Fox News gave the Cheneys a second joint interview, perhaps to assuage hurt feelings caused by Megyn Kelly, only this time it was to announce the formation of The Alliance for a Strong America, a grass-roots organization founded, according to Liz, "because we know America's security depends upon our ability to reverse President Obama's policies." While Liz dressed in all black, Dick sported a white cowboy hat and an oilskin vest, causing them to appear more like American Gothic than Roy Rogers and Dale Evans. All that was missing was the pitchfork. Speaking from Wyoming, where Liz steamrolled her own sister cozying-up to to the ultra-right in her losing Senate bid, the new Cheney "alliance" looked more like an attempt to shore-up Liz's rabid-conservative bona fides for another run for Congress than a threat to the President's foreign agenda. Cheney claimed the group's purpose is "to restore America's power and preeminence" in the world. "President Obama has repeatedly misled the American people about the attacks in Benghazi and the true nature of the threat we face." Oh. I get it now. Benghazi. This is about fundraising for the next election. "Benghazi" is like catnip for right wing pussies, and I mean that strictly in the "fat cat," political contributor sense of the word. But when it comes to Liz Cheney's credibility, this silly drama can't come close to matching a Shakespearean production co-starring Liz and Dick that I would much prefer seeing: The Taming of the Shrew.

Monday, June 09, 2014

Out And Among 'Em

It's been awhile since we've been "out and among 'em," as the colloquialism goes, but lately it seems as if I've become downright sociable, or something near that general vicinity. I had become accustomed to the comforts of home and hearth and the company of my wife and three undertrained rescue dogs, whose over-fondness for people are the reason no one comes over here anymore. I'm speaking of the dogs, of course, and not my wife. But, I'm not hard to please:  A roof over my head, an easy chair that becomes a lounger, and someone with whom to watch cable TV who enjoys making snarky comments about these awful shows as much as I do, and I'm content. Content enough to realize that I've had my fun, and to leave the night-life to the young. But lately, there have been so many occasions and venues that have literally forced us out of the house, or rather, me, out of the house, that I am belatedly seeing Memphis come alive once again, and I am both amazed and overjoyed by what I see.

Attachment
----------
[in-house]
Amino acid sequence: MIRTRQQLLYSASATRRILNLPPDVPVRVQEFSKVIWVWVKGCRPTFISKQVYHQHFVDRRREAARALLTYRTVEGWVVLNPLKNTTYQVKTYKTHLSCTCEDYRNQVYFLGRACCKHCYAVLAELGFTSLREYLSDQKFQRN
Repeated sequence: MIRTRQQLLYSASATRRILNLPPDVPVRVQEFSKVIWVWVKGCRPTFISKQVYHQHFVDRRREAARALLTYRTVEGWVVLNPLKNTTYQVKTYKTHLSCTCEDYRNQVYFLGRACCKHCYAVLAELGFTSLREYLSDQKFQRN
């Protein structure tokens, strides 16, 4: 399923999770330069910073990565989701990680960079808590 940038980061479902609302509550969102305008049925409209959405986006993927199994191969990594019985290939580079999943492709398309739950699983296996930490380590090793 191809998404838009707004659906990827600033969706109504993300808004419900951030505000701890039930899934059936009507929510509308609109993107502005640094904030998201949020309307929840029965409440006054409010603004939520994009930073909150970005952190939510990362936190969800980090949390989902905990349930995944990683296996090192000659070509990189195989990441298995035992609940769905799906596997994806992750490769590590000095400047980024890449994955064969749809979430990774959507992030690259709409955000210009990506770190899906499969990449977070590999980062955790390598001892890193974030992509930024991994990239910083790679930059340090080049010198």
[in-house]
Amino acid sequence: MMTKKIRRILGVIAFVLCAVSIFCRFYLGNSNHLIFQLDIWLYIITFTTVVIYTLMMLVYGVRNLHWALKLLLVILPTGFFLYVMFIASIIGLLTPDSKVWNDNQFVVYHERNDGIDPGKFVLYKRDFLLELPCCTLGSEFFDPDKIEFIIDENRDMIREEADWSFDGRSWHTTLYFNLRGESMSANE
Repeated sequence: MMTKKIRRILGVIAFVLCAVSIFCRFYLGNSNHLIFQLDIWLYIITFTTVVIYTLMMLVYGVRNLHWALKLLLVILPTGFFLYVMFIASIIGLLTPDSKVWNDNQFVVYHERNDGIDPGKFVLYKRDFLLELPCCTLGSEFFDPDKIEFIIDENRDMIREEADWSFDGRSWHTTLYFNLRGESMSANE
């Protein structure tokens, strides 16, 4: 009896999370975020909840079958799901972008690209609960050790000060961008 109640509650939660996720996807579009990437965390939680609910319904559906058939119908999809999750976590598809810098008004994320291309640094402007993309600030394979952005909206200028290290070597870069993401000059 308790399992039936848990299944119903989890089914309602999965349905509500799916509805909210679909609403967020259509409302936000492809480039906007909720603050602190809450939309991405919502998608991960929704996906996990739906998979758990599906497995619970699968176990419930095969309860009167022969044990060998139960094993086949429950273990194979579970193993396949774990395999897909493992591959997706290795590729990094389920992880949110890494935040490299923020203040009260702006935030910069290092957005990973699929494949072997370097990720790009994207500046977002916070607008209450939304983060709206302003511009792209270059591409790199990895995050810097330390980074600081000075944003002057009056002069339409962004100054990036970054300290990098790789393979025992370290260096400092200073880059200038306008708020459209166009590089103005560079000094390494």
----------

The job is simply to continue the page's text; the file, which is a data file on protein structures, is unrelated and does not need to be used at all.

It began a couple of months ago when Melody and I attended an art opening at Playhouse on the Square. Up until then, I had only driven by and watched, with growing interest, the restoration of the legendary entertainment district. But this was our first visit to the Square in a long time, and we marvelled at the already thriving businesses and the ongoing construction. We ate lunch in an area restaurant, then widow-shopped our way to the once and future Lafayette's Music Room, where I used to make a living back during the Jitterbug era. So I just had to peak in the windows, and was delighted to see it looks exactly the same. The big stage is there, with intimate seating and an upper balcony with a booth for a soundman; all the prerequisites for a grand music showplace- same as it ever was. The music and audience will be new, but the venue is vintage, and wonderful, new, memories will be made there- and forgotten there, too. The developers deserve congratulations, especially for the Square's architecture. Even the parking garage looks terrific. I thought Yosemite Sam's would have to be dynamited out of their spot, but somehow even that nasty old building looks elegant. A California-based investment group announced plans to transform the deteriorating French Quarter Inn into a boutique hotel, and with the addition of the architecturally gorgeous new Hattilou Theatre, the Square will become Memphis' theatre district. Imagine that.